Johnny Vander Meer’s record is safe.
Sean Manaea did not pitch a no-hitter Friday night, but the lefty — who threw one in his previous start — shut down the Astros for three innings, long enough to get people talking about it.
The A’s lefthander (4-2) held Boston hitless on April 21 and didn’t allow a hit by the Astros on Friday until Carlos Correa’s RBI single in the fourth.
“There’s the potential — I don’t want to say letdown — but after you go through something like that and you take the mound again, certainly a lot went on between then and the next start, but he was focused right away,” A’s manager Bob Melvin said of Manaea.
“He was hitting his spots,” Correa said. “His changeup was working. He was throwing it from behind in the count to get back in the count. His fastball was good. It was a great performance by him.”
In 1938, Cincinnati Reds lefthander Vander Meer became the first and only pitcher to throw no-hitters in consecutive starts, basically coming out of nowhere with an 8-7 career record before holding the Boston Bees hitless on June 11. Four days later, he did it again at Brooklyn’s Ebbets Field against the Dodgers.
“Guy walks in and throws two no-hitters,” said Chuck Stevens, who at 99 is the oldest living former major-leaguer. “I thought it was astounding. Everybody else did, too.”
MLB historian John Thorn views Vander Meer’s feat in the context of today’s game in which, he said, “Two consecutive complete games are pretty rare.’’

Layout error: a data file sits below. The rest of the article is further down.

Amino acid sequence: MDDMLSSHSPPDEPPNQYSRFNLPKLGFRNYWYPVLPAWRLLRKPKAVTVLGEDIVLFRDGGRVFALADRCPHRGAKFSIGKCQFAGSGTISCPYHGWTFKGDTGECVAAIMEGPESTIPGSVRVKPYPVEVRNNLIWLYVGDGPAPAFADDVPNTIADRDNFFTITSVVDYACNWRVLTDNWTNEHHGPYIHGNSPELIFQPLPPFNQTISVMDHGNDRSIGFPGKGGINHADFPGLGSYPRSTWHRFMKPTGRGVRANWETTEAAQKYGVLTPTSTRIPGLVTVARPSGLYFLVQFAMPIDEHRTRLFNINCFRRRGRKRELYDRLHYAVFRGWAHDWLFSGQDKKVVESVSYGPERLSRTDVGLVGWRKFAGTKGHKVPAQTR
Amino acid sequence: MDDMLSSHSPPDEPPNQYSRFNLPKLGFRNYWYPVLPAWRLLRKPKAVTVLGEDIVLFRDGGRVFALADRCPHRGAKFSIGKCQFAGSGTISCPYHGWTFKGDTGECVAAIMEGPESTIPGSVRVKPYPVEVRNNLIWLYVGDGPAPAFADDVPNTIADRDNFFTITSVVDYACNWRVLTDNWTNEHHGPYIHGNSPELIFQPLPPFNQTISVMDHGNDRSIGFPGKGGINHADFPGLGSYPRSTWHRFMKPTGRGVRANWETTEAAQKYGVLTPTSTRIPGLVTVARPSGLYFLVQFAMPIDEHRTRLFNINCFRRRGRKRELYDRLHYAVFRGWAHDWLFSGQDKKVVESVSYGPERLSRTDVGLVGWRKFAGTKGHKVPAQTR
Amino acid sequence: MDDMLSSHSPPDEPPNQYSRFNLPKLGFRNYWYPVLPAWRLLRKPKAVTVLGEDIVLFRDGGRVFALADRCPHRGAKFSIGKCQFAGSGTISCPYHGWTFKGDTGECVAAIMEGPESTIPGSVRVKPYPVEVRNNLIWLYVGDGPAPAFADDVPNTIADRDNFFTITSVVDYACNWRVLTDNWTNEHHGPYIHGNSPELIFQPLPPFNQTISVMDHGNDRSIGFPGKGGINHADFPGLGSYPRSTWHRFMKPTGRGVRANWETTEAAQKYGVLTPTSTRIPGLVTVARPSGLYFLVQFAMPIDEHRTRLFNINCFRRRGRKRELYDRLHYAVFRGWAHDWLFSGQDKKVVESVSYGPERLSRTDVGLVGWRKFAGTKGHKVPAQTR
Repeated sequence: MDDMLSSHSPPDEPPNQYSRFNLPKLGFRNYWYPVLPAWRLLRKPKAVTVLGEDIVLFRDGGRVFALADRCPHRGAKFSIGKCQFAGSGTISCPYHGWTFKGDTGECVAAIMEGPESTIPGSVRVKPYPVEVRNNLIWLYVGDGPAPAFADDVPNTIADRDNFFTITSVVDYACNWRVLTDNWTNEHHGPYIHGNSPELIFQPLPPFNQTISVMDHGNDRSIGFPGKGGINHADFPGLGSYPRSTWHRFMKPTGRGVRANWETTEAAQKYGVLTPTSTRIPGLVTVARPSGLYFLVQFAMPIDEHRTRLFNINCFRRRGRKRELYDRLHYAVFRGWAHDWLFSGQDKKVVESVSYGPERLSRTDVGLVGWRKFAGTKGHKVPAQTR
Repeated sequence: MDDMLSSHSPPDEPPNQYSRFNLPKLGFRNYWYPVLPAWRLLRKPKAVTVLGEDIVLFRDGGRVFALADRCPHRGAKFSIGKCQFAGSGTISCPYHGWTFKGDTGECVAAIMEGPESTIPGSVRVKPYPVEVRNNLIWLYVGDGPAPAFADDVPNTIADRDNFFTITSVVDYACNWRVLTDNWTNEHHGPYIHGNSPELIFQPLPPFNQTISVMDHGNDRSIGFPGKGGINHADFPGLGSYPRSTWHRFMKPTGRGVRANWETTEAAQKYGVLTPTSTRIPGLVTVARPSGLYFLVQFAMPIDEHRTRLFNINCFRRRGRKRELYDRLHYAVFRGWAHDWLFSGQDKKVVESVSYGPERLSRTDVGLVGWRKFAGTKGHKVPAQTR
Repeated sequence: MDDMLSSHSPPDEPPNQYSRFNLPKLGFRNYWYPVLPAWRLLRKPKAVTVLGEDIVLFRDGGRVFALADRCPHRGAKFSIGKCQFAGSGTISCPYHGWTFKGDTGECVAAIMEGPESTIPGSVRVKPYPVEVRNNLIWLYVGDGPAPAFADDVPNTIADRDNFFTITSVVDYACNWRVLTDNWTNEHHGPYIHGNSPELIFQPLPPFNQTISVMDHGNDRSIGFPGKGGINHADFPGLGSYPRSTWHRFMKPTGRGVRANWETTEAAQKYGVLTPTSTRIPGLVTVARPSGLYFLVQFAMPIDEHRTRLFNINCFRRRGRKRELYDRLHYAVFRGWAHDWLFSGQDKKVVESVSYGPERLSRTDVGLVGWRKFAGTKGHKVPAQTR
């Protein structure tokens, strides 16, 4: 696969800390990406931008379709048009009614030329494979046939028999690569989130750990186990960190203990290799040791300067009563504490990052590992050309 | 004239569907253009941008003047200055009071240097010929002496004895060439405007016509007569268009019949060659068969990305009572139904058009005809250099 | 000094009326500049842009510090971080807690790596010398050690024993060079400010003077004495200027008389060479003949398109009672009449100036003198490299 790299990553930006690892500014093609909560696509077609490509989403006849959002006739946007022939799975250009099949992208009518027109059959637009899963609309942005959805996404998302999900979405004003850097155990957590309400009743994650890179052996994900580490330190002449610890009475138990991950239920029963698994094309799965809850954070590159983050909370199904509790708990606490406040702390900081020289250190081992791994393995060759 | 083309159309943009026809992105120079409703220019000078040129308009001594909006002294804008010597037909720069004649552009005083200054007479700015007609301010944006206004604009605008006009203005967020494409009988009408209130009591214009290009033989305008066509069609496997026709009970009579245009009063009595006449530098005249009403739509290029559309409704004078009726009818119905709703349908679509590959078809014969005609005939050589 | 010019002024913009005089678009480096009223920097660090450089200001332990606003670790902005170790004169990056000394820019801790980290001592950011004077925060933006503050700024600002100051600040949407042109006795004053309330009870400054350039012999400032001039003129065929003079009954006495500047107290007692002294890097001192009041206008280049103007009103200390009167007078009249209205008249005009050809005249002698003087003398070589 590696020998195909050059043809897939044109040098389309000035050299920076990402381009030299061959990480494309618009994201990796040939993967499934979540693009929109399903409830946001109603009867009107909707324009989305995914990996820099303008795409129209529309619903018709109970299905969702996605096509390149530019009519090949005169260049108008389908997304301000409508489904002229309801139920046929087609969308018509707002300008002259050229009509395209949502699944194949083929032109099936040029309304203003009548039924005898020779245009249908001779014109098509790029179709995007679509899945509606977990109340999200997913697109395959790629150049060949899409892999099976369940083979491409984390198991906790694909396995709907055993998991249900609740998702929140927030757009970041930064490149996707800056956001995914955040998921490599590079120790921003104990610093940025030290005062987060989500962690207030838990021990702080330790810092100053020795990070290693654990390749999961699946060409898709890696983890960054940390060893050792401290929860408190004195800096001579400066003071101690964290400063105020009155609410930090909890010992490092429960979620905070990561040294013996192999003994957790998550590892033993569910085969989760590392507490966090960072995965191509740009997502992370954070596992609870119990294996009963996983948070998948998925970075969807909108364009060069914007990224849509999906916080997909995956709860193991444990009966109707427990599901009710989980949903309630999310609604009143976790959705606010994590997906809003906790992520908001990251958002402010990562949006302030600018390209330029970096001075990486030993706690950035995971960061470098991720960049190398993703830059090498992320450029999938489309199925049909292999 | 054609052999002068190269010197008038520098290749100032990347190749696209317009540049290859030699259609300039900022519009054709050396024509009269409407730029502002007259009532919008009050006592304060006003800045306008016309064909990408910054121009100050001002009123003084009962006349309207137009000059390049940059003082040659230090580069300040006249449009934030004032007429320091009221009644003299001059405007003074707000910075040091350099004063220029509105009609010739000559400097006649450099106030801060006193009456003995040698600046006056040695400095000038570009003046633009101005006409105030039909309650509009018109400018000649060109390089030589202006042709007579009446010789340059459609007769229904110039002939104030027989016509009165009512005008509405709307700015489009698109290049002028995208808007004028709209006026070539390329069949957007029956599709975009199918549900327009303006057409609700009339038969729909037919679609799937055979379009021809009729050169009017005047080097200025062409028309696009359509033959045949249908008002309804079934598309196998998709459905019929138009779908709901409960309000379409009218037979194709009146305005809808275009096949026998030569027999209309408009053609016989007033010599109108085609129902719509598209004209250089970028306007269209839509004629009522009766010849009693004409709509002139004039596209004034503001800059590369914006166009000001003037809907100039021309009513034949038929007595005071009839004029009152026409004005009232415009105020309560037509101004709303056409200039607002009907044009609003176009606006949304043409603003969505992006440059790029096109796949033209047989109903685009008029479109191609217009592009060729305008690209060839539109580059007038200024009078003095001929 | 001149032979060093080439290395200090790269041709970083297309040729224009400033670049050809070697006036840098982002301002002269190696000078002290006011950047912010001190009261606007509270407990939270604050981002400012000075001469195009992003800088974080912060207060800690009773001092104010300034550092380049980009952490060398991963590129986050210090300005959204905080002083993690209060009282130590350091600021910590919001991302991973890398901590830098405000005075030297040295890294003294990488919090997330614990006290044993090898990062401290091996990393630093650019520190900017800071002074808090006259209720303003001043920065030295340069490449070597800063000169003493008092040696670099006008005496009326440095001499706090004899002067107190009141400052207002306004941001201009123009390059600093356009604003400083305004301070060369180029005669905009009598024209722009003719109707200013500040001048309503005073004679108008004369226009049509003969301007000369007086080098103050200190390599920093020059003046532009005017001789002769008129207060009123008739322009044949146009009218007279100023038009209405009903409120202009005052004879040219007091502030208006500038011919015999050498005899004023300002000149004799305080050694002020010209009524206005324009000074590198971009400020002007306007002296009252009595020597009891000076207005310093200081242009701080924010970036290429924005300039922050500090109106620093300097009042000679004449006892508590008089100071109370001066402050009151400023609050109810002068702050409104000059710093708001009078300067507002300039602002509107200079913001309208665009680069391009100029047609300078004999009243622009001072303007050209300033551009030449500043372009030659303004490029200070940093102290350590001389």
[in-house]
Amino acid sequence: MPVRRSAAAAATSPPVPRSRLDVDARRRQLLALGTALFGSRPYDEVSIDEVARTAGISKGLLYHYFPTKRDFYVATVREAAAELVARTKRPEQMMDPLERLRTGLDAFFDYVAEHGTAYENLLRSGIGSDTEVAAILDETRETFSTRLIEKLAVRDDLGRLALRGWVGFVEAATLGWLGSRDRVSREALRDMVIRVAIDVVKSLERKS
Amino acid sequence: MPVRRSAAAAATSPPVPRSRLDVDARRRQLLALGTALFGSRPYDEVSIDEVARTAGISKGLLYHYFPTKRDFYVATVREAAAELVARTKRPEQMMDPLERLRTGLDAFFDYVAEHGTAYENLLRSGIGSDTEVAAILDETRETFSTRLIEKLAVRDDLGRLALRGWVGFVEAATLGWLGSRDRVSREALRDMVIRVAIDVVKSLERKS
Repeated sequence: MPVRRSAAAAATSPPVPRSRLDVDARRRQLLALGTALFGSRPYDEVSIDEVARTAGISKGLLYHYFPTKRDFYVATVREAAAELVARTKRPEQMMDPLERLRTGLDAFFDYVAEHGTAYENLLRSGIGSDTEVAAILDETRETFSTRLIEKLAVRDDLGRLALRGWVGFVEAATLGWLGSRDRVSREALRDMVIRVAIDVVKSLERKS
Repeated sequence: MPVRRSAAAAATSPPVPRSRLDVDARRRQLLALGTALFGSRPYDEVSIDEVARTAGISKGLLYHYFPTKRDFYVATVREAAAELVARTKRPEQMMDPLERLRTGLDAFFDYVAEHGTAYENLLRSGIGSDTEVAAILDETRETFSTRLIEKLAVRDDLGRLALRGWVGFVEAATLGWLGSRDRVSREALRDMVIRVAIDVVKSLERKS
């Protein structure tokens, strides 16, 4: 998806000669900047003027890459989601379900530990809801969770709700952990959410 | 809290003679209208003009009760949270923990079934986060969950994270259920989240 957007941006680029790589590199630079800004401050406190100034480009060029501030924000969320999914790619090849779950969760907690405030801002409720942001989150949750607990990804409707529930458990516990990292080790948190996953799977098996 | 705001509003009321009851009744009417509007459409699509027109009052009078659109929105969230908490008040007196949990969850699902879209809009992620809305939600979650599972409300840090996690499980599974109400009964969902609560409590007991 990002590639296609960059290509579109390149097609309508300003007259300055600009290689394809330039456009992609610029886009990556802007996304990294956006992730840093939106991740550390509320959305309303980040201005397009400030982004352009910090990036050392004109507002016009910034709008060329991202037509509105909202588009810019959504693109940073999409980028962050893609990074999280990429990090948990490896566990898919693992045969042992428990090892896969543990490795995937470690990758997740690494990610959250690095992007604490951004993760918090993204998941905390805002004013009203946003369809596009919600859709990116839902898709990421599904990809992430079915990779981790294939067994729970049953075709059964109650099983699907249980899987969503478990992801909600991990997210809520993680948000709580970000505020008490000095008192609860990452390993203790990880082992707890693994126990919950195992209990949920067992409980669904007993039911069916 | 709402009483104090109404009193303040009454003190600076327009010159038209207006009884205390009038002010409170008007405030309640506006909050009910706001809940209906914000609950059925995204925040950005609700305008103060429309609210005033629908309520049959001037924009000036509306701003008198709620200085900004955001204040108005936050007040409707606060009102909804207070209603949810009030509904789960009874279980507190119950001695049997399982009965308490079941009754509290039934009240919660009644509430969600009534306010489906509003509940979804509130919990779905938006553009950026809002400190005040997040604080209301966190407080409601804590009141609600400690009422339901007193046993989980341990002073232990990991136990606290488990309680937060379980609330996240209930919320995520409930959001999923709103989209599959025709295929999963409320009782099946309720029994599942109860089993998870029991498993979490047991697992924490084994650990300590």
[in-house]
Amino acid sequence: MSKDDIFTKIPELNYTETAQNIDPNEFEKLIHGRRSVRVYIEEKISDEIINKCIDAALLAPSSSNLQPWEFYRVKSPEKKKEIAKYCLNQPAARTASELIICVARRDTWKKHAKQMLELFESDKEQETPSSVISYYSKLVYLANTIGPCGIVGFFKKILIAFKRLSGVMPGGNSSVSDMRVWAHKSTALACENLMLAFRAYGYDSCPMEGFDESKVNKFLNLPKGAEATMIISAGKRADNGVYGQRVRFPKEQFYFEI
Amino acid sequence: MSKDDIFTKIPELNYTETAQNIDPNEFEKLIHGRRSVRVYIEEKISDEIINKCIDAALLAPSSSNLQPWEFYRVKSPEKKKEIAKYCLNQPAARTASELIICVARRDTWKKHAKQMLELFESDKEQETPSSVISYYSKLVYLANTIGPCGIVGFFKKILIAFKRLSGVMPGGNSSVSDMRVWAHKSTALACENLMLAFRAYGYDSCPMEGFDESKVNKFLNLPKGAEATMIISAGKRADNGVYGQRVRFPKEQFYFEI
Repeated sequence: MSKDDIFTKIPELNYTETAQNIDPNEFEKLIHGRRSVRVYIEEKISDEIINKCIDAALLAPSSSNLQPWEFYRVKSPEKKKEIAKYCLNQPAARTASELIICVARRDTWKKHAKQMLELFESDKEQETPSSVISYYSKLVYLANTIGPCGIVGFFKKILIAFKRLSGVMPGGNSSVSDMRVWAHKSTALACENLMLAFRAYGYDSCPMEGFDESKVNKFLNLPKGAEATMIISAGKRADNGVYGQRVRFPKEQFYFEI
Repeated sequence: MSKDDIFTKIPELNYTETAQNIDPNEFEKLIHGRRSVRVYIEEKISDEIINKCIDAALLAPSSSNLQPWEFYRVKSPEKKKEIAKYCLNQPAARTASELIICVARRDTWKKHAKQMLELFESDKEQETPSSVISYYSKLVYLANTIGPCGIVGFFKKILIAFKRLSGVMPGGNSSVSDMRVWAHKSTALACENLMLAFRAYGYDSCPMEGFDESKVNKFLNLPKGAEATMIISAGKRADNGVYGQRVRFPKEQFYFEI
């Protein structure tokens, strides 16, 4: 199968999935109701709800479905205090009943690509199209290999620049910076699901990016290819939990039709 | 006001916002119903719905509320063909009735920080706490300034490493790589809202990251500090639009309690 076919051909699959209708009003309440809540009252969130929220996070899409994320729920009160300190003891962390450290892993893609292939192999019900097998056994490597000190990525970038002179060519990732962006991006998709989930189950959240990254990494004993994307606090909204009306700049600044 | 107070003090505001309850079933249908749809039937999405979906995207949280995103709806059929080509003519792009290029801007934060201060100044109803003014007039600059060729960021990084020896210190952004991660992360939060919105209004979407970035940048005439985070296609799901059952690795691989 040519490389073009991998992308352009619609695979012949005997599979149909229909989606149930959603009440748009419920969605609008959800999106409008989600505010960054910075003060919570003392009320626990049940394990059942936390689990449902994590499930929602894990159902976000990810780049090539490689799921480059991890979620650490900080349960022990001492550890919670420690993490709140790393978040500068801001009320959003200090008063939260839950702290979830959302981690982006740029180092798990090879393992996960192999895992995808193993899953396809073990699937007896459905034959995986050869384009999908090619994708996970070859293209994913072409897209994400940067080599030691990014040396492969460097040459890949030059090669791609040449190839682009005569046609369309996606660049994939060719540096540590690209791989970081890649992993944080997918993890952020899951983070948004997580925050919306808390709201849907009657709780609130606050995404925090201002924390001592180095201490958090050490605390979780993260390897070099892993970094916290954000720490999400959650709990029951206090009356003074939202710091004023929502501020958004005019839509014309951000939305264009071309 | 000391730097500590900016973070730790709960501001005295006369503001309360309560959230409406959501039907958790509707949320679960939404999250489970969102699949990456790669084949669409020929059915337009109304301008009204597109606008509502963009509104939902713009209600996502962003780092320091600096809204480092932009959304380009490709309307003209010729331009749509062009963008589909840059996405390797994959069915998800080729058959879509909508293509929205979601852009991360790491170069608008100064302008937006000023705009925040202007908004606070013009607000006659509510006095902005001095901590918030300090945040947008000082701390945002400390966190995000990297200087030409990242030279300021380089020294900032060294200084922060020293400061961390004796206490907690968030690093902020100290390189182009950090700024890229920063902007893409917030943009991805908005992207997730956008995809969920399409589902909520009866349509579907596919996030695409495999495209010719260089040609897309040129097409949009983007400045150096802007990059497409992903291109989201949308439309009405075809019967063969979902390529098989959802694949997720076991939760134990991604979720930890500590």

Vander Meer, who grew up in Midland Park, New Jersey, was 119-121 in a 13-year big-league career that centered on two starts he made as a 23-year-old lefthander in his first full season with the Reds.
On June 11 against the Bees (also known as the Braves), with Boston manager Casey Stengel reportedly taunting him from the seventh inning on, Vander Meer struck out four and walked three in the first no-hitter by a lefty since 1931.
Four days later, he was on the mound against the Dodgers in the first night game played in New York. Vander Meer walked two hitters in the seventh and went to the mound in the ninth with a 6-0 lead. With one out, he walked the bases loaded. Ernie Koy dribbled a ball to third and Lew Riggs threw home, forcing the runner for the second out.
After hitting a loud foul to right, Leo Durocher flied out to center, and Vander Meer started his 80-years-and- counting run in the record book.
In the start after his second no-hitter, Vander Meer held the Bees hitless for 3 1⁄3 innings, increasing his total to 21 2⁄3 innings, before Debs Garms singled in the fourth. Vander Meer started the All-Star Game for the National League that year and finished at 15-10 with a 3.12 ERA.
The final-out balls from his no-hitters sold for $43,020 in 2015 to an anonymous collector in Missouri, according to a spokesman for Heritage Auctions in Dallas.
As for Manaea, his name will live on in A’s history for pitching 14 consecutive hitless innings dating to his April 15 start at Seattle (technically, he went 15 innings without a hit, but the record book does not recognize partial innings on either side of the 14 full innings). That streak was the longest for the A’s since the franchise moved to Oakland, topping John Odom’s 13 innings on June 1 and 7 in 1968.
“There have been some pretty good pitchers in Oakland history, so that’s really something to hang his hat on,” Melvin said. “I mean, we’ve had some big-time pitchers here.’’